Down memory lane

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One of Midlothian’s best kept secrets is finally out of the bag.

The story of Sir James Stagg, a former Dalkeith High pupil who persuaded General Eisenhower to change the date of the Allied invasion of German-occupied Europe during the Second World War, has been gripping theatre audiences in the capital.

Currently showing at Edinburgh’s Royal Lyceum Theatre, Pressure tells how the weather forecast by Stagg, the son of a Dalkeith plumber, changed the course of the war, and our lives, forever.

The play is written by well-loved stage and television actor David Haig, who also stars. Haig is best known as a comic actor, for his roles in TV shows such as The Thin Blue Line and The Thick of It, and as Bernard, the moustachioed groom who causes Hugh Grant an embarrassing moment in Four Weddings and a Funeral.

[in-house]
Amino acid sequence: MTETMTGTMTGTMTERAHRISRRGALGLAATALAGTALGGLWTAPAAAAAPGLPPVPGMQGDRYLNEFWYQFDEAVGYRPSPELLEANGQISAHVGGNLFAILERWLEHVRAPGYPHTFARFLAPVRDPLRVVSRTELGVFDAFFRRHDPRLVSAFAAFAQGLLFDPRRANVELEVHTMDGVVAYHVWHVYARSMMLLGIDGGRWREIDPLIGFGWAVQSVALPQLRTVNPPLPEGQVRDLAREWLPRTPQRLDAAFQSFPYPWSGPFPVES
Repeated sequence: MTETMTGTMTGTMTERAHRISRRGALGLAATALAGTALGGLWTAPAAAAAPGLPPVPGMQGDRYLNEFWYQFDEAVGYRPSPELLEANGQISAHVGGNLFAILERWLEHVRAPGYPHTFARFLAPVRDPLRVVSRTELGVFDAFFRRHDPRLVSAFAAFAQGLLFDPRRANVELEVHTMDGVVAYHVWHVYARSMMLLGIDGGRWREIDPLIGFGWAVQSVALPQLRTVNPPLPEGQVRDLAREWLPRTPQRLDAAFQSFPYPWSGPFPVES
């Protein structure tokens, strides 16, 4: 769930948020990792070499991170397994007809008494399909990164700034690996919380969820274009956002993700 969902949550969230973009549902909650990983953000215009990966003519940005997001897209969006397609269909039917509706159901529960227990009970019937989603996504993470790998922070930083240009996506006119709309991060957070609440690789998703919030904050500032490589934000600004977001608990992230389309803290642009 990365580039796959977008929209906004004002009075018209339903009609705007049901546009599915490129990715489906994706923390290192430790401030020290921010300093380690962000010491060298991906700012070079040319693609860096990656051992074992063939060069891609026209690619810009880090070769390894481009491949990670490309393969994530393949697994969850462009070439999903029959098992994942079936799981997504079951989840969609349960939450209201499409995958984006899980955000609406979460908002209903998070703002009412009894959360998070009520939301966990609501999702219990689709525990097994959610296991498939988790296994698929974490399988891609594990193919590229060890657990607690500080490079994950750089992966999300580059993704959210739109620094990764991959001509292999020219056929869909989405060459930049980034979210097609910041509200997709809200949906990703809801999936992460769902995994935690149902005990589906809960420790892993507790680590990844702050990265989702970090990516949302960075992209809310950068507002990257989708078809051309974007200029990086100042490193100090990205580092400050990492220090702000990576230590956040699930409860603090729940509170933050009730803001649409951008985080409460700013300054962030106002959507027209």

A leading civilian meteorology expert, Stagg was appointed to the Operation Overlord planning team in 1943. Weather played a vital role in the planning and execution of the Normandy landings, and those responsible had to consider a number of factors such as weather conditions, the phases of the moon and tide patterns, when assigning a date for Overlord.

Requiring the best combination of these factors, D-Day was restricted to two sets of possible dates: June 5-7 or June 18-20, 1944.

Although D-Day was originally set for June 5, Stagg predicted on June 4 that weather conditions would deteriorate.

For the full feature see this week’s Advertiser. On sale now.